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The last time I wrote about VMware (VMW), I was expecting the share price to decline. Instead, the company reported solid earnings and the share price increased. But, the share price has started to decline again, and that adds evidence to the idea that VMware could be poised to decline substantially in value. The solid earnings report is being met with profit taking or short selling.

In this report, I extend the previous analysis with longer term forecasts, valuations and returns on investment. I continue to like VMware as a company, but I think the valuations are too high. I don't think the 10% - 19% CAGR between now and the end 2015 or early 2016 is worth it.

Given the facts of the situation, I will continue to keep VMware on my watchlist, but I will not commit capital given what I perceive to be a substantial amount of valuation risk.

Valuations

In this section, I will present forecasts for VMware and Citrix (CTXS), a competitor and good peer company comparison; I will then use those forecasts to compute valuations and estimated returns on investment. VMware is the better investment opportunity, but it is overvalued.

The model predicts revenues between $4.7 billion and $5.66 billion for this fiscal year; VMware is reporting revenues between those run rates. At the low end of the 2015 revenues forecasts, the CAGR would be 7.92% and 13.57% at the high end. Both CAGRs are calculated from the end of fiscal 2012. For fiscal 2018 the CAGRs are 8.28% and 10.5%. The model forecasts high single digit to low teens revenue growth through 2018.

VMware is trading at 7.2 times trailing sales. The forecast should be more accurate for 2015 than for 2018; consequently, I will model the valuations using 2015 revenues. At the low end of the range, VMware would be worth $41.673 billion and $48.571 billion at the high end. The current market capitalization is $34.4 billion. So, the CAGR at the low end would be 10.07% and 18.83% at the high end; both are solid returns on investment.

The returns on investment assume, among other things, that VMware continues to trade at 7.2 times sales. That is a potentially dangerous assumption as the company could trade at a lower multiple which could result in a negative return on investment. Further, VMware could face revenue headwinds from increased competition which could decrease the revenue CAGRs to the mid to high single digits or lower.

As a measure of risk, if VMware trades at 3.5 times sales and the low end of the 2015 revenue forecast, the market capitalization would be just over $20 billion.

Citrix, a competitor of VMware, is forecasted to post fiscal 2013 revenue between $2.619 billion and $2.866 billion, which is inline with the current run rate. Moving on to the fiscal 2015 revenues forecasts, the low end suggests a CAGR of 5.54% and 8.97% at the high end; both forecasts are from the end of fiscal 2012. For fiscal 2018, I have CAGRs of 6.01% and 7.67%. The model forecasts mid to high single digit revenues growth through 2018, which is slower than VMware's forecasted revenues growth rate.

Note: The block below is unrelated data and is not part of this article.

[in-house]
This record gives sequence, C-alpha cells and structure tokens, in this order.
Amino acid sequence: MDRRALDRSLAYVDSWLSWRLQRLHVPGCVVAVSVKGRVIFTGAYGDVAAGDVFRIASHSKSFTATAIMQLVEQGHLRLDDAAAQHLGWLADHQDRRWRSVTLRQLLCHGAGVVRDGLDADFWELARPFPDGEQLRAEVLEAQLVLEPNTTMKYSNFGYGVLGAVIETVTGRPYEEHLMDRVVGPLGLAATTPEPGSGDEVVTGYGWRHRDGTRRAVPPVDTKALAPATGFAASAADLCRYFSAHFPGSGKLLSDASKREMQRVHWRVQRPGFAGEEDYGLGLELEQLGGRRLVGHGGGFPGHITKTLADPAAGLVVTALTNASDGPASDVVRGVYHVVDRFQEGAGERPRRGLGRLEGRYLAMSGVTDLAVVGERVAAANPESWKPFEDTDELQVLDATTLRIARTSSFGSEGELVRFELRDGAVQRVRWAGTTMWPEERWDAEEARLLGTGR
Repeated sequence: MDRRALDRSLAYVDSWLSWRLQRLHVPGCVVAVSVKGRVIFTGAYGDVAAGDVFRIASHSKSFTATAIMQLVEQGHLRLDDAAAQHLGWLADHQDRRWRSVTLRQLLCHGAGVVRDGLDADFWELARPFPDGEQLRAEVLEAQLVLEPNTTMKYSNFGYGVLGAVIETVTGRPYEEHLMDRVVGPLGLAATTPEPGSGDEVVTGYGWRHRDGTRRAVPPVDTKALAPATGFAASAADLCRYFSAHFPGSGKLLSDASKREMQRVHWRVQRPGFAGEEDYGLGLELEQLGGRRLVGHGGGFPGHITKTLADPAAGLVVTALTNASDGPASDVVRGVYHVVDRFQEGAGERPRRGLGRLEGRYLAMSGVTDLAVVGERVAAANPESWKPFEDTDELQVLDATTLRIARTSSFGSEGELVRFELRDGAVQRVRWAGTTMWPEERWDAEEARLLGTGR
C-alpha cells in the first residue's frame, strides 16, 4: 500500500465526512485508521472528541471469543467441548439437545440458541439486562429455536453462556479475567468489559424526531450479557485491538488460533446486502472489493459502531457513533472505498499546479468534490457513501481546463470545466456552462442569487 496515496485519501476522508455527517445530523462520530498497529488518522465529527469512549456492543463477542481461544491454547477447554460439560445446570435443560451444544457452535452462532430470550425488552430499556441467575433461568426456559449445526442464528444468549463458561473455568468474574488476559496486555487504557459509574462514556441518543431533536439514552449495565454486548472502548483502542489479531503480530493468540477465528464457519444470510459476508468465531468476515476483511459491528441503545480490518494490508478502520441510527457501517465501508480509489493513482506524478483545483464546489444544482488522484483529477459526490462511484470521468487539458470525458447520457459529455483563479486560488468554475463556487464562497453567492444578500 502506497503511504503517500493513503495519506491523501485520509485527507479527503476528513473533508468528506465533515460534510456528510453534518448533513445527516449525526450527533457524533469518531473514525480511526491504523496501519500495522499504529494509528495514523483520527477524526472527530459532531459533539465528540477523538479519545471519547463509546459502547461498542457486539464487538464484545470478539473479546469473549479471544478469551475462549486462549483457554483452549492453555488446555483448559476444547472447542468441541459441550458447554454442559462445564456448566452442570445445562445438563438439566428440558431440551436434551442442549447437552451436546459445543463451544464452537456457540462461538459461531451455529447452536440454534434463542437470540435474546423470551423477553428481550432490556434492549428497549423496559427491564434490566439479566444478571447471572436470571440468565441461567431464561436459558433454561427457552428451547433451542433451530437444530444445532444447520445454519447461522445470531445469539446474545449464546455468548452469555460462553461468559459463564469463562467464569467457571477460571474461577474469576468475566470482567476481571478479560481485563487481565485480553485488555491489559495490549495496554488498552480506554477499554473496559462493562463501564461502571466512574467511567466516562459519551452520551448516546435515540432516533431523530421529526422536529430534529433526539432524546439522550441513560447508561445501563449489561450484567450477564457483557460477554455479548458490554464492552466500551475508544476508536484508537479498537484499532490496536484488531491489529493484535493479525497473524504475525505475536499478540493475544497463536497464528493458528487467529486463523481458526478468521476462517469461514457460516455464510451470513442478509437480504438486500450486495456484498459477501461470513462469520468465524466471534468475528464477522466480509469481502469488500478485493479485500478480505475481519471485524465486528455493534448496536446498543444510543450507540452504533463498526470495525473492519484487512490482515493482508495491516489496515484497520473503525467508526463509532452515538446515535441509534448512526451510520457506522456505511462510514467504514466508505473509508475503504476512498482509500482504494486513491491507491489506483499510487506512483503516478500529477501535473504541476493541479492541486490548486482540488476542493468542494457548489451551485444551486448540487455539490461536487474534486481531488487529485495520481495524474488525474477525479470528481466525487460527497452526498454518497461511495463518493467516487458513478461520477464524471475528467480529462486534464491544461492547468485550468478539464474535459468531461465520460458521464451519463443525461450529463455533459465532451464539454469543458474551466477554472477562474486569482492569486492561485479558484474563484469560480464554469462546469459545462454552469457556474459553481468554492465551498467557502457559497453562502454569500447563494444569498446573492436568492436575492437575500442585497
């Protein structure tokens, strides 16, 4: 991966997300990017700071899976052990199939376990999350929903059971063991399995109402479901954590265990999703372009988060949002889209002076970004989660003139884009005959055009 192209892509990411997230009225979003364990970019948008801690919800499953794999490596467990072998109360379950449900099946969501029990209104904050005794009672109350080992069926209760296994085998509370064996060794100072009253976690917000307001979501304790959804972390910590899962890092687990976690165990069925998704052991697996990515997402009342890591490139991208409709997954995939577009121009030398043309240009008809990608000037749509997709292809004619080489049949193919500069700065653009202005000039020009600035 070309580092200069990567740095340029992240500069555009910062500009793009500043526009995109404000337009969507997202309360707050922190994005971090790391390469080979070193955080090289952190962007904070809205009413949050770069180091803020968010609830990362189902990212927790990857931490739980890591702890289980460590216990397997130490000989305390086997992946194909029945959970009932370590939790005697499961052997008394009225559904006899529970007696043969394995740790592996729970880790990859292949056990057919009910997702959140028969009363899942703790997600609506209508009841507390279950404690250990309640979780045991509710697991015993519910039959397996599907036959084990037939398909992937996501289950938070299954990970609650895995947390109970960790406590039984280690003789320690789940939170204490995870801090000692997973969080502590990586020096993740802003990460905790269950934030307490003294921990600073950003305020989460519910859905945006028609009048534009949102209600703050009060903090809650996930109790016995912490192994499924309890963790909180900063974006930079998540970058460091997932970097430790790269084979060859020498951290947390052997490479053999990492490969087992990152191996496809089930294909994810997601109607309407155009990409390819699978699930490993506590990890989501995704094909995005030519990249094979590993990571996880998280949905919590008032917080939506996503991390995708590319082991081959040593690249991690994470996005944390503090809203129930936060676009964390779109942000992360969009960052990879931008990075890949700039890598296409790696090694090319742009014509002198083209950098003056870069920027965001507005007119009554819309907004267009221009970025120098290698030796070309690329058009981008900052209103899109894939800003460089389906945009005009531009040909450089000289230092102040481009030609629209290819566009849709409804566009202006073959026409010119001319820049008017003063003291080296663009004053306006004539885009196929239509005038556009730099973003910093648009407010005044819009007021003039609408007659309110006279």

I'm going to use the 2015 revenues forecast to value Citrix, which is trading at 4 times sales. The valuation range would be $12.16 billion to $13.38 billion with a current market capitalization of $11 billion. Consequently, I would be looking at a CAGR between 5.14% and 10.29%. The high end of the forecast would be a good ROI, but the low end is too low for me.

Comparing the companies, VMware could have the higher ROI if the sales multiple remains constant, but Citrix is cheaper on a sales multiple basis and may have less multiple risk. Readers should note that I excluded the lower portion of the revenue forecast range in favor of a midpoint and upper end model; I felt that the low end of the forecasted distribution was too low to include in a forecast at this point.

In terms of profitability, VMware is the more profitable company; Citrix's profitability is deteriorating. At this point, I would have to favor an investment in VMware over an investment in Citrix, but VMware's valuation on an absolute basis worries me. Next, I will do some analysis from a portfolio management perspective.

Portfolio Management

In this section, I will conduct some technical analysis of the share prices and model a 52-week price target. At the end is a conclusion based on the portfolio management analysis and valuations. After the valuations section, I decided that I would not purchase the shares of either of these companies, but I will continue the analysis because it could be useful.

In terms of technicals, there is a head & shoulders top on the monthly chart of VMware that is suggesting a price target of at least $40 per share. Using this forecast, VMware would be trading at 3.5 times current TTM sales. Coincidentally, that was what I considered a close to worst case scenario when I was modeling the potential ROIs; I can't dismiss the facts, especially when there is an intuitive coincidence. Additionally, Citrix is trading in a bear market of primary degree and a bear market of intermediate degree. Simply said, the charts of both stocks suggest being bearish.

Continuing to the next leg of the analysis, I will compute 52-week price targets for the companies because at some point they will come in handy. The model predicts a 52-week price target for Citrix of $89.36 and $113.06 for VMware, but I expect those will be revised lower because of factors not modeled into this forecast.

From a portfolio perspective, I won't invest in either of these companies. The valuations also suggest the same investment stance. Given the economic environment and underlying fundamentals of the businesses, I'm not going to short sell either company. On the bright side, if the sell off does materialize, it would provide an excellent buying opportunity.

Source: VMware: The Reward Is Not Worth The Risk